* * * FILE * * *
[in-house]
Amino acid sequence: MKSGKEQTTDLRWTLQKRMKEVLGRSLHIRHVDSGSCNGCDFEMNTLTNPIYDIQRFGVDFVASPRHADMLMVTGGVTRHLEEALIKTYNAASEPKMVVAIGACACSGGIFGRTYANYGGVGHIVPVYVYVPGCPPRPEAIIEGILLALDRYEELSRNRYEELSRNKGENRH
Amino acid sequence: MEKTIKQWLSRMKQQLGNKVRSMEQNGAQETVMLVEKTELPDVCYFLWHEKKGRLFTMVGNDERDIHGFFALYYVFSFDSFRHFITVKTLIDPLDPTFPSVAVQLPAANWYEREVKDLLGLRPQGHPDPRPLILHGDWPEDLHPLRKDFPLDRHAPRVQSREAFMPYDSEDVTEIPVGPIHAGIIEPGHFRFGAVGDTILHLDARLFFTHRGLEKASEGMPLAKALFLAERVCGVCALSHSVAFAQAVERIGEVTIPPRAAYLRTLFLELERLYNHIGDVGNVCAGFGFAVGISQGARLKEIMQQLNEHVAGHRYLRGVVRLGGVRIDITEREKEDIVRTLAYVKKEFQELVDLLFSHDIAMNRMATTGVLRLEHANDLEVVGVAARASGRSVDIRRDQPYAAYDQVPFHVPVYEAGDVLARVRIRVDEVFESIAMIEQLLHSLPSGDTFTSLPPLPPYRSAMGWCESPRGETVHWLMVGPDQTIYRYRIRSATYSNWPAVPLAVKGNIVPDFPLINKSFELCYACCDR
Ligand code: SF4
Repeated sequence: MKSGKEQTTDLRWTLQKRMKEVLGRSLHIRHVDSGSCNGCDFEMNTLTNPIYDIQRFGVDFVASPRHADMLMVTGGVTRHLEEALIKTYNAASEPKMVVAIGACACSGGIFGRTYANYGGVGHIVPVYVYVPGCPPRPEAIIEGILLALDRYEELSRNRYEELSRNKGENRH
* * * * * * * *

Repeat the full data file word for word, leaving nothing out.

[in-house]
Amino acid sequence: MKSGKEQTTDLRWTLQKRMKEVLGRSLHIRHVDSGSCNGCDFEMNTLTNPIYDIQRFGVDFVASPRHADMLMVTGGVTRHLEEALIKTYNAASEPKMVVAIGACACSGGIFGRTYANYGGVGHIVPVYVYVPGCPPRPEAIIEGILLALDRYEELSRNRYEELSRNKGENRH
Amino acid sequence: MEKTIKQWLSRMKQQLGNKVRSMEQNGAQETVMLVEKTELPDVCYFLWHEKKGRLFTMVGNDERDIHGFFALYYVFSFDSFRHFITVKTLIDPLDPTFPSVAVQLPAANWYEREVKDLLGLRPQGHPDPRPLILHGDWPEDLHPLRKDFPLDRHAPRVQSREAFMPYDSEDVTEIPVGPIHAGIIEPGHFRFGAVGDTILHLDARLFFTHRGLEKASEGMPLAKALFLAERVCGVCALSHSVAFAQAVERIGEVTIPPRAAYLRTLFLELERLYNHIGDVGNVCAGFGFAVGISQGARLKEIMQQLNEHVAGHRYLRGVVRLGGVRIDITEREKEDIVRTLAYVKKEFQELVDLLFSHDIAMNRMATTGVLRLEHANDLEVVGVAARASGRSVDIRRDQPYAAYDQVPFHVPVYEAGDVLARVRIRVDEVFESIAMIEQLLHSLPSGDTFTSLPPLPPYRSAMGWCESPRGETVHWLMVGPDQTIYRYRIRSATYSNWPAVPLAVKGNIVPDFPLINKSFELCYACCDR
Ligand code: SF4
Repeated sequence: MKSGKEQTTDLRWTLQKRMKEVLGRSLHIRHVDSGSCNGCDFEMNTLTNPIYDIQRFGVDFVASPRHADMLMVTGGVTRHLEEALIKTYNAASEPKMVVAIGACACSGGIFGRTYANYGGVGHIVPVYVYVPGCPPRPEAIIEGILLALDRYEELSRNRYEELSRNKGENRH